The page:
Hey George, not doubting epoxy is the best or your misfortune with bondo. Just stating what has worked good for me. Have been around antelope for 40 plus years and know very well that the horns are hair. You should'nt be so quick to assume someone does not know certain things. When using bondo I use it at least half way up into the horn and don't skimp with it, maybe why I have had such good luck. The horns I tried getting off after this method absolutely would not give at all. I don't always believe there is an absolute right and wrong way to things, just different ways, maybe some better than others. Was just mentioning my system, sorry if you don't approve. As far as your not simmering horns off or microwave I agree completely, just asking for problems.
  17. jonscut

    jonscut Member

    Ouch George I dont know where the 2 strikes came from for outdoorsman but like many people I'll argue the bondo with you as well. I've been using it for years and never had a problem. Epoxy may be alittle more insurance but I've seen epoxy that was left in the heat of a car fail and the bond fall apart as well. If everthing is cleaned right and you pour the bondo down the sheath the shape of the horn and the porous core alway seemed to bond securely for me. I use it on domestic and north American sheep as well. Now that I've said that the next one I do will probably fall apart. I alway clean the horns with soap, water and a bottle brush and borax them maybe this helps.
  18. George

    George The older I get, the better I was.

    jon, let me count them for you. There was (1) microwave, (2) horns don't shed, and (3) Bondo. Now I'm not calling anyone a liar, but epoxy just happens to be one thing I know a bit about and "left in the heat of a car" is about the biggest pile of BS I've ever heard. That's not to say it didn't evaporate past the point of usefulness, but what did you do, leave it in a Mercury in 1958 and just use it last year? It's just silly that taxidermist continue to defend a product that was never designed for the purposes its being used. We stopped using arsenic years ago, stopped using lead earliners, stopped using Liquid Nails for earliners and stopped using sulfuric acid in pickle. We stopped using wrapped bodies (well at least most of us did) and when better adhesives came along we switched, but at least once a week somebody is going to come on here and extol the values of BONDO. I've actually had people tell me to use Bondo for ears and once it hardens, pull it out, sand it and put them back in with hide paste. Now why the hell would I want to do that when I could use an earliner and epoxy? Because "we've always done it that way" won't change the chemistry of the product nor the facts.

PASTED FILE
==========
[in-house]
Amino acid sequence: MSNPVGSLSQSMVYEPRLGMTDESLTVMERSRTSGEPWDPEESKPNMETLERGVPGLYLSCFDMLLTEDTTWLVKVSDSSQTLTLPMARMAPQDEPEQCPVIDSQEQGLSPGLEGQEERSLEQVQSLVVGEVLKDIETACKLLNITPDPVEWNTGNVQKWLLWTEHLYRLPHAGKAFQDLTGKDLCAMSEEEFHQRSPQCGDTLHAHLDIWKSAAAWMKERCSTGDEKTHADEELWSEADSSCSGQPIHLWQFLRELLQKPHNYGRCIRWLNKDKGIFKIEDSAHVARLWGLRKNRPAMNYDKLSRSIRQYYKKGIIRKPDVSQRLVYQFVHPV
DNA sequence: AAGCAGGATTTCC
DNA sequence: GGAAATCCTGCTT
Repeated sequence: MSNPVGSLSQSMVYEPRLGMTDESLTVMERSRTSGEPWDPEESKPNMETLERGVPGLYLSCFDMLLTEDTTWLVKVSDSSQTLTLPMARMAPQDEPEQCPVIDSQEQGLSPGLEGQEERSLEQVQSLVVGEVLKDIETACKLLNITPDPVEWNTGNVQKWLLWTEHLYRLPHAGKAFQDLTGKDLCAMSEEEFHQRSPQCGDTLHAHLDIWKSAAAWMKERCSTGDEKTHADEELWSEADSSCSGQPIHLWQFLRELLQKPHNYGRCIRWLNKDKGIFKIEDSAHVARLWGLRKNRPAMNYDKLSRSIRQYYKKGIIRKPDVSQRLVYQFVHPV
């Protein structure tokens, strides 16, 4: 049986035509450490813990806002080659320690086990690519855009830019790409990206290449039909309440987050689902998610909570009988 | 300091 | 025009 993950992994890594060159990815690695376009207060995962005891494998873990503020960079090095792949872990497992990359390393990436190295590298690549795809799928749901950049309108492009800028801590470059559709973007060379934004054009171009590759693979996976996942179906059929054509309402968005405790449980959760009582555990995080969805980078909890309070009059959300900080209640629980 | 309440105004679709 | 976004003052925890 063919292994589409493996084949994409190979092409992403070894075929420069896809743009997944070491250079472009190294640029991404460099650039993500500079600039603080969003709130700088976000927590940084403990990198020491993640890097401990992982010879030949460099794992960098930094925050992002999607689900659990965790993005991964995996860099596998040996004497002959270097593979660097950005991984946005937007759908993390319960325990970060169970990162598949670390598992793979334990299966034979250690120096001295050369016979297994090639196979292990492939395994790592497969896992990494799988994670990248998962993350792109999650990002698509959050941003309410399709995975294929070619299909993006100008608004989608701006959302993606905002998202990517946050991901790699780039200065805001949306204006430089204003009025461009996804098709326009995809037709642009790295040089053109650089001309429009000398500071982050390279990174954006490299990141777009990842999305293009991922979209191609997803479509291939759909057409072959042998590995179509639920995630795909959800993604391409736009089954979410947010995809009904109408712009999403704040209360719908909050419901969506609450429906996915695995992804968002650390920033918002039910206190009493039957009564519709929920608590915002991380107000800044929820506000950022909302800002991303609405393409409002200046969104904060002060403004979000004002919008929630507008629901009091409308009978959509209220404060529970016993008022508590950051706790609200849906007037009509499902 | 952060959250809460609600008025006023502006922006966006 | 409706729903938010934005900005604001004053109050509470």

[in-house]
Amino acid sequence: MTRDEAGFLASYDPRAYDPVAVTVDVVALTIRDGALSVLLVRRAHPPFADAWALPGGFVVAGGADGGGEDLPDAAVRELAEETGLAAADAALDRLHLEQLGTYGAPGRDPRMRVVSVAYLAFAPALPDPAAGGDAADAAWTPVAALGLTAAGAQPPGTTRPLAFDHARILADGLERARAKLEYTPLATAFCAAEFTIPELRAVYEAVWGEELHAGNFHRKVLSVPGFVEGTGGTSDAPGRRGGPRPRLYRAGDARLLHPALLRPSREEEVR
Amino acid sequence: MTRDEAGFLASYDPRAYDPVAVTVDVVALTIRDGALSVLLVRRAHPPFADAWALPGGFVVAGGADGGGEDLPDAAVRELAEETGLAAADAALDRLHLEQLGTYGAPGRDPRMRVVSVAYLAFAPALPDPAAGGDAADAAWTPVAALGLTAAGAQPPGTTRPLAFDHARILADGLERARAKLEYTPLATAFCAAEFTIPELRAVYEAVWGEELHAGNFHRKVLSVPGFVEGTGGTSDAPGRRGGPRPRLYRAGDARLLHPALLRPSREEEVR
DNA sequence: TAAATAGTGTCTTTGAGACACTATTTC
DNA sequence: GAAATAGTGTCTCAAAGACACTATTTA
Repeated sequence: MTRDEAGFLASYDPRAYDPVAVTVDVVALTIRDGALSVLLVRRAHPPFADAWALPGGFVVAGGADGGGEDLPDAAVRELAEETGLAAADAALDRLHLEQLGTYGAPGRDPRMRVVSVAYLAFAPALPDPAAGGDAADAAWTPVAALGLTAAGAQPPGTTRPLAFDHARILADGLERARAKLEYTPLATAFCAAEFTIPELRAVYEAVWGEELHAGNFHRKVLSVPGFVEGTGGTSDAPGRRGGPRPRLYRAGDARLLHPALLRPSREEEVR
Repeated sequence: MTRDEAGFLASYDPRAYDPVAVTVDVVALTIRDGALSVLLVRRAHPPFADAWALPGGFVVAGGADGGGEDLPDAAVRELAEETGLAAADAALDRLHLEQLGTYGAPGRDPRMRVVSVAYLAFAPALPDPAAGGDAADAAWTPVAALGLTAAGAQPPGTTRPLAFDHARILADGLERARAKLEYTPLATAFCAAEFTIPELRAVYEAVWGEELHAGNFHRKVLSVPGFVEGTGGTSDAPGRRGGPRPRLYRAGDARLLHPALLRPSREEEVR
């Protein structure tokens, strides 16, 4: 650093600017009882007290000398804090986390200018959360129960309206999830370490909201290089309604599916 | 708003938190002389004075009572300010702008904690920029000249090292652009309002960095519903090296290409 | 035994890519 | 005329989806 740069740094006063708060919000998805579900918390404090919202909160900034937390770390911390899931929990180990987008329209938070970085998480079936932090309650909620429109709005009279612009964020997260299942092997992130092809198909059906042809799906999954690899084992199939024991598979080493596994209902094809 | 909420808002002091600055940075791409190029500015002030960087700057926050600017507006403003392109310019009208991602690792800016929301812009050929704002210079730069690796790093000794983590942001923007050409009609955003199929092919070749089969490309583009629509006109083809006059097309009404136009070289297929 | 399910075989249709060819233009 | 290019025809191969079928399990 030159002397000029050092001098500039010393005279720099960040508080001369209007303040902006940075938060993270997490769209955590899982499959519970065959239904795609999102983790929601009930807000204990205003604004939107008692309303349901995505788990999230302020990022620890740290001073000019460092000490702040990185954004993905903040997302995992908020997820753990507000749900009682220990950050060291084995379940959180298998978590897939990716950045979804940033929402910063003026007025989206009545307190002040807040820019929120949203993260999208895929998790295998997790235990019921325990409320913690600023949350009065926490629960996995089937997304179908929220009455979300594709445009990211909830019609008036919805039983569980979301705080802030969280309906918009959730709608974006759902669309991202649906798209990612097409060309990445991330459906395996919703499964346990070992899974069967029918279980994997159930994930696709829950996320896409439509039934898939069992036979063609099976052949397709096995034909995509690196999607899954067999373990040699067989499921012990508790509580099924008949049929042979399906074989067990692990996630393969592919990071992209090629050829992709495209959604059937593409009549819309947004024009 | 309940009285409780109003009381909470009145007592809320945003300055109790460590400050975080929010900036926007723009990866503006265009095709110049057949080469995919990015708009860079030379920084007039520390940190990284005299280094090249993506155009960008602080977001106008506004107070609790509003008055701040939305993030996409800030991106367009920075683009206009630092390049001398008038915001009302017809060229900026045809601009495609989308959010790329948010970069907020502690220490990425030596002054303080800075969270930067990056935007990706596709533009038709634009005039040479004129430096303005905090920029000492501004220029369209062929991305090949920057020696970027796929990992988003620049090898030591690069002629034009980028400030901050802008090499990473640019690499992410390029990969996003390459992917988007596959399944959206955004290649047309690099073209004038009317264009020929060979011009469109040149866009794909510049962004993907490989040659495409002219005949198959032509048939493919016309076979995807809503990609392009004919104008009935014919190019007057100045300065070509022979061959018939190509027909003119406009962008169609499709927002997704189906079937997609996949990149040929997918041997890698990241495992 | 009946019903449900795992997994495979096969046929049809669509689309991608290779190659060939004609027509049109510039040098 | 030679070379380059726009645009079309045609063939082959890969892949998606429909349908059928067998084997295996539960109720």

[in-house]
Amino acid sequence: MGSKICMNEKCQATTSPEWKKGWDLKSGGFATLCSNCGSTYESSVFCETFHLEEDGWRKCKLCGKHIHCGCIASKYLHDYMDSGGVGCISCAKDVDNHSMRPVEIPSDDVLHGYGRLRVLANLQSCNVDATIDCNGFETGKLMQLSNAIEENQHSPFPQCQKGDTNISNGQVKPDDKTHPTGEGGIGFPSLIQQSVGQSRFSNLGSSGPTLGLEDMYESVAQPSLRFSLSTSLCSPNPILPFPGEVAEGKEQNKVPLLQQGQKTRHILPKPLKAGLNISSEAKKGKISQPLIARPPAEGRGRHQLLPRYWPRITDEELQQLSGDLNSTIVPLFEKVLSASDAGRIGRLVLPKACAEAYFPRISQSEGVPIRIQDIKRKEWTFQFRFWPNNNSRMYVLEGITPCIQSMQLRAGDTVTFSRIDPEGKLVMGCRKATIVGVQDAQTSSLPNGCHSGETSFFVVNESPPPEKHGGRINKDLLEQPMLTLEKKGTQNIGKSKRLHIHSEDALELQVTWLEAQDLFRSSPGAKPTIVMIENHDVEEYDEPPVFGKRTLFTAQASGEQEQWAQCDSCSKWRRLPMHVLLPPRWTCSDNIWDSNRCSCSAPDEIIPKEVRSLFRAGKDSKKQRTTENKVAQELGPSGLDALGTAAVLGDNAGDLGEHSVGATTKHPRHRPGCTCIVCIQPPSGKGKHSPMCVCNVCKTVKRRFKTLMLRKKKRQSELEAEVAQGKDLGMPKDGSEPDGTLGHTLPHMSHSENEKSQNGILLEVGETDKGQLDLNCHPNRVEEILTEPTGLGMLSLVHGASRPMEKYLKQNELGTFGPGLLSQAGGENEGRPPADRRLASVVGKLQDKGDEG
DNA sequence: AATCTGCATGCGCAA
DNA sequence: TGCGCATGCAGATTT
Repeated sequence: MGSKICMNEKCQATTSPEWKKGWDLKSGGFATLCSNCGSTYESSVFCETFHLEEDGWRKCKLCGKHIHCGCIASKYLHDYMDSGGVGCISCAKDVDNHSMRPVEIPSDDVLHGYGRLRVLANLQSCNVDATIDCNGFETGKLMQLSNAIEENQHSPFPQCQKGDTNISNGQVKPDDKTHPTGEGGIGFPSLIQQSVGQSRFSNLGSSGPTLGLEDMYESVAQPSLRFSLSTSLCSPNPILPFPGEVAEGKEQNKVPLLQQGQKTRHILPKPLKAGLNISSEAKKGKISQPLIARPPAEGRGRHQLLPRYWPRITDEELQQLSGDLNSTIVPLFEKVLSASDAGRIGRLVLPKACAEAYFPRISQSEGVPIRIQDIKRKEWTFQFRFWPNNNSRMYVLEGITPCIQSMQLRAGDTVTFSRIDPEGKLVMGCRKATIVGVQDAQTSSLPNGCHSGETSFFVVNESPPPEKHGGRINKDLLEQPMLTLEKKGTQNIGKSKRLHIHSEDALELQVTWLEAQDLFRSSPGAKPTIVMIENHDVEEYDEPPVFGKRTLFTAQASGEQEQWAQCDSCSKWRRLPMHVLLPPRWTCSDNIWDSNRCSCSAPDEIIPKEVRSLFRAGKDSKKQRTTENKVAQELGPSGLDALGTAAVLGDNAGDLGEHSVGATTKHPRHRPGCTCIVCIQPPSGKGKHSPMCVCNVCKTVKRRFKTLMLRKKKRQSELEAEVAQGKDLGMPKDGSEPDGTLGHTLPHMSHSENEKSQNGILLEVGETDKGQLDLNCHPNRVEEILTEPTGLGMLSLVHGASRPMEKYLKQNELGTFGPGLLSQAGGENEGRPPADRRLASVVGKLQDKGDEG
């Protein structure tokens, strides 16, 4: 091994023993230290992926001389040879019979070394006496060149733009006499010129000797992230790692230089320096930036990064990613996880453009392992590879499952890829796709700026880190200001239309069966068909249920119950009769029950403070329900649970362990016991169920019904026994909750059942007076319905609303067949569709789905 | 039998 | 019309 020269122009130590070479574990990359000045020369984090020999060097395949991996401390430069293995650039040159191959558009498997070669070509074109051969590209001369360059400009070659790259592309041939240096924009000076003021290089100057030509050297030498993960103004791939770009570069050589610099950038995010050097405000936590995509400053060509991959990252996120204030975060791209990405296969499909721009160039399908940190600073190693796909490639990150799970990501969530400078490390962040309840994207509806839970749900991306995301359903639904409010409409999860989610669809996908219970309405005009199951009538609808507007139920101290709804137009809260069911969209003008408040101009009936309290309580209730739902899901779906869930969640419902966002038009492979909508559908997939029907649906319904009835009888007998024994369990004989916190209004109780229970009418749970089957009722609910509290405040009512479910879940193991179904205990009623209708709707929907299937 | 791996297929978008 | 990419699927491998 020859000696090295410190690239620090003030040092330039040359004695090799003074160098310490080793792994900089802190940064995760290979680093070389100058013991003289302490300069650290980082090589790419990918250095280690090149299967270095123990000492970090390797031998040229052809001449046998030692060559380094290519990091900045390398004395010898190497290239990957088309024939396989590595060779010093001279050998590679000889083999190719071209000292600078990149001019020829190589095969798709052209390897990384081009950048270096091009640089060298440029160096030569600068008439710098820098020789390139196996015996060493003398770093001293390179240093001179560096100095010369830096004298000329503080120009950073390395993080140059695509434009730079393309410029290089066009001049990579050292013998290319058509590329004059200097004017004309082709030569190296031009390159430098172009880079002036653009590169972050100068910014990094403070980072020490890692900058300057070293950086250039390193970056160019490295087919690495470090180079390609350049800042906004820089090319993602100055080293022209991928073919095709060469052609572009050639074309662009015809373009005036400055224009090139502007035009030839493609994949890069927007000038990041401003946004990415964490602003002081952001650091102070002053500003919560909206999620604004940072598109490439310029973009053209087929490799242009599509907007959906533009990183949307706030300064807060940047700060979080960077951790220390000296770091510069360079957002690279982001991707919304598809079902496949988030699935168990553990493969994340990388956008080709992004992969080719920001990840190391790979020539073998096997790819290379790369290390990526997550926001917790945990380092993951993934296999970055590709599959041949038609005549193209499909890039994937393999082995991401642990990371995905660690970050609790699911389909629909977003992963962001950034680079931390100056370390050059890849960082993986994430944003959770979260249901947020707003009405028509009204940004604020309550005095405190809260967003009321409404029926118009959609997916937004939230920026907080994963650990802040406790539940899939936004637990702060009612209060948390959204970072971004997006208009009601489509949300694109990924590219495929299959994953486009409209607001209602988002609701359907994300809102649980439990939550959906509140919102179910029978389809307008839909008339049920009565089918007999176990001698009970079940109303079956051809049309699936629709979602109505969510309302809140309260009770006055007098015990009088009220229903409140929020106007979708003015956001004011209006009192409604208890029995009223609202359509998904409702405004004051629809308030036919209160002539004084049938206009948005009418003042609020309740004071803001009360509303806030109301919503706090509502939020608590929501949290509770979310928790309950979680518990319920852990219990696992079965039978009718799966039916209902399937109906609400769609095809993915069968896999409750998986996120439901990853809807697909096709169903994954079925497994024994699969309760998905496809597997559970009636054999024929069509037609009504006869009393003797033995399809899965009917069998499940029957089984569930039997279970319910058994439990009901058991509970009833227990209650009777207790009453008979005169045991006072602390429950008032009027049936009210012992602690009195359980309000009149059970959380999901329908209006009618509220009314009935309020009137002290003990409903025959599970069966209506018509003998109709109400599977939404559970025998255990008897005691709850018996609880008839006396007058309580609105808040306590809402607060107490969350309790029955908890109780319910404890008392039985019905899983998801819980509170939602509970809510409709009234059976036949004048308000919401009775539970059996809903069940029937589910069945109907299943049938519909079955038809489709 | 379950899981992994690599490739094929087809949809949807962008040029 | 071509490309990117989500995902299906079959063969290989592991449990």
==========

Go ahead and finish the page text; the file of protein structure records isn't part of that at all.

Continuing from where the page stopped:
19. Joe Winsor

    Joe Winsor Active Member

    Wow, here I am working on my very FIRST Pronghone Antelope and I come across this post!!

    I'm new and want to avoid mistakes.
    Thanks George for already committing the "head bouncing off the floor after the customer picked it up by the horn" mistake for me! That's one of the beauties of Taxidermy.net. Rookies and dummy's like me can learn from the Veteran's mistakes.

    I will be going with the Epoxy!
  20. MattHCT

    MattHCT New Member

    Before you pull the sheaths you'll want to make reference of how hogh the sheaths sit. I drill a small hole at the base of the sheath into the bone. A hole just big enough to insert a T pin. This will allow you to reference the elevation of the sheath so you don't press them down to far on the cores. You can use apoxie sculpt to fill the tiny hole when ypur done